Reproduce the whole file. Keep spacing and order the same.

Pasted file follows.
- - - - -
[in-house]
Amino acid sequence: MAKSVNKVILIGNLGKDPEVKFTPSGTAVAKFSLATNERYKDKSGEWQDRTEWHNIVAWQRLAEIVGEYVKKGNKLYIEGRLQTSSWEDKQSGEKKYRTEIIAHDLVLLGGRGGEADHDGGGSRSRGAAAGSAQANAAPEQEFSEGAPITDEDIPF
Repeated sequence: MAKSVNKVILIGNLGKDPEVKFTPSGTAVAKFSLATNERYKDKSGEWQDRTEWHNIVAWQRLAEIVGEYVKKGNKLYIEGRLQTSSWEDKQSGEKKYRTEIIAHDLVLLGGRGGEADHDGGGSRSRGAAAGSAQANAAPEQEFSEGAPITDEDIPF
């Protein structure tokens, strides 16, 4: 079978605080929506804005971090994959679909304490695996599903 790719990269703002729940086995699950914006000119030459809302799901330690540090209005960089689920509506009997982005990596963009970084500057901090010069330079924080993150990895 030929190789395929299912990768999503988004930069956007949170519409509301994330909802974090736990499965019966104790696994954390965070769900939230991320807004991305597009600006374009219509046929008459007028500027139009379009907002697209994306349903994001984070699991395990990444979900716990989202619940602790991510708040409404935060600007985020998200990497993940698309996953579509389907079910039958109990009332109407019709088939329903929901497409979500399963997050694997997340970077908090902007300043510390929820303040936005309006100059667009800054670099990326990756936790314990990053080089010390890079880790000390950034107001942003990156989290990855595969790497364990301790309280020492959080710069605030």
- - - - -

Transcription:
[in-house]
Amino acid sequence: MAKSVNKVILIGNLGKDPEVKFTPSGTAVAKFSLATNERYKDKSGEWQDRTEWHNIVAWQRLAEIVGEYVKKGNKLYIEGRLQTSSWEDKQSGEKKYRTEIIAHDLVLLGGRGGEADHDGGGSRSRGAAAGSAQANAAPEQEFSEGAPITDEDIPF
Repeated sequence: MAKSVNKVILIGNLGKDPEVKFTPSGTAVAKFSLATNERYKDKSGEWQDRTEWHNIVAWQRLAEIVGEYVKKGNKLYIEGRLQTSSWEDKQSGEKKYRTEIIAHDLVLLGGRGGEADHDGGGSRSRGAAAGSAQANAAPEQEFSEGAPITDEDIPF
């Protein structure tokens, strides 16, 4: 079978605080929506804005971090994959679909304490695996599903 790719990269703002729940086995699950914006000119030459809302799901330690540090209005960089689920509506009997982005990596963009970084500057901090010069330079924080993150990895 030929190789395929299912990768999503988004930069956007949170519409509301994330909802974090736990499965019966104790696994954390965070769900939230991320807004991305597009600006374009219509046929008459007028500027139009379009907002697209994306349903994001984070699991395990990444979900716990989202619940602790991510708040409404935060600007985020998200990497993940698309996953579509389907079910039958109990009332109407019709088939329903929901497409979500399963997050694997997340970077908090902007300043510390929820303040936005309006100059667009800054670099990326990756936790314990990053080089010390890079880790000390950034107001942003990156989290990855595969790497364990301790309280020492959080710069605030």